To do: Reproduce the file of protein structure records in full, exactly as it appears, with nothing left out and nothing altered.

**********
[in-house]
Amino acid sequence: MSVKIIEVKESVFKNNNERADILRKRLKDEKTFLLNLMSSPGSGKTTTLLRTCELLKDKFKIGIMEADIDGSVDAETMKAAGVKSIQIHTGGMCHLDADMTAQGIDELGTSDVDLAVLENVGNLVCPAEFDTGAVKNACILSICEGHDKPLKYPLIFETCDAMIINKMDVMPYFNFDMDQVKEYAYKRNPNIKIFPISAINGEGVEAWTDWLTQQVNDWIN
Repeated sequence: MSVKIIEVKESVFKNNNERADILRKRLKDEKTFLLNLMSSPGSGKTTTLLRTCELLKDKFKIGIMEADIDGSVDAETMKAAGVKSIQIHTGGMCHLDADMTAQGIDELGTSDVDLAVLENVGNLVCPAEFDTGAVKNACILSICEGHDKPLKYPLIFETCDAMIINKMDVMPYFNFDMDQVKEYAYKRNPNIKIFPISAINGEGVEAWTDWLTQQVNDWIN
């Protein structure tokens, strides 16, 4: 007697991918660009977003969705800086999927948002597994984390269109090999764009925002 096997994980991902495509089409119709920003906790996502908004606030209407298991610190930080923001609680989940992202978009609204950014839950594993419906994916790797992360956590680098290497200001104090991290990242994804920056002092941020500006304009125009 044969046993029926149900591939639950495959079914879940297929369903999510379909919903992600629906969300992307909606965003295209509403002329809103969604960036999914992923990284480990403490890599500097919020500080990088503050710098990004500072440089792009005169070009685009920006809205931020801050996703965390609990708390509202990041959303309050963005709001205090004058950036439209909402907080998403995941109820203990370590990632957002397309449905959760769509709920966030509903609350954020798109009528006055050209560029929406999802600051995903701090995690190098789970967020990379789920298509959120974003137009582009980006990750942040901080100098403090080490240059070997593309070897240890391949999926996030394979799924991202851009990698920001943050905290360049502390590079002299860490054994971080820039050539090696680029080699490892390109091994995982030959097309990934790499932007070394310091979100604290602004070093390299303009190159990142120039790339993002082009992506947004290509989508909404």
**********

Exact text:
[in-house]
Amino acid sequence: MSVKIIEVKESVFKNNNERADILRKRLKDEKTFLLNLMSSPGSGKTTTLLRTCELLKDKFKIGIMEADIDGSVDAETMKAAGVKSIQIHTGGMCHLDADMTAQGIDELGTSDVDLAVLENVGNLVCPAEFDTGAVKNACILSICEGHDKPLKYPLIFETCDAMIINKMDVMPYFNFDMDQVKEYAYKRNPNIKIFPISAINGEGVEAWTDWLTQQVNDWIN
Repeated sequence: MSVKIIEVKESVFKNNNERADILRKRLKDEKTFLLNLMSSPGSGKTTTLLRTCELLKDKFKIGIMEADIDGSVDAETMKAAGVKSIQIHTGGMCHLDADMTAQGIDELGTSDVDLAVLENVGNLVCPAEFDTGAVKNACILSICEGHDKPLKYPLIFETCDAMIINKMDVMPYFNFDMDQVKEYAYKRNPNIKIFPISAINGEGVEAWTDWLTQQVNDWIN
């Protein structure tokens, strides 16, 4: 007697991918660009977003969705800086999927948002597994984390269109090999764009925002 096997994980991902495509089409119709920003906790996502908004606030209407298991610190930080923001609680989940992202978009609204950014839950594993419906994916790797992360956590680098290497200001104090991290990242994804920056002092941020500006304009125009 044969046993029926149900591939639950495959079914879940297929369903999510379909919903992600629906969300992307909606965003295209509403002329809103969604960036999914992923990284480990403490890599500097919020500080990088503050710098990004500072440089792009005169070009685009920006809205931020801050996703965390609990708390509202990041959303309050963005709001205090004058950036439209909402907080998403995941109820203990370590990632957002397309449905959760769509709920966030509903609350954020798109009528006055050209560029929406999802600051995903701090995690190098789970967020990379789920298509959120974003137009582009980006990750942040901080100098403090080490240059070997593309070897240890391949999926996030394979799924991202851009990698920001943050905290360049502390590079002299860490054994971080820039050539090696680029080699490892390109091994995982030959097309990934790499932007070394310091979100604290602004070093390299303009190159990142120039790339993002082009992506947004290509989508909404």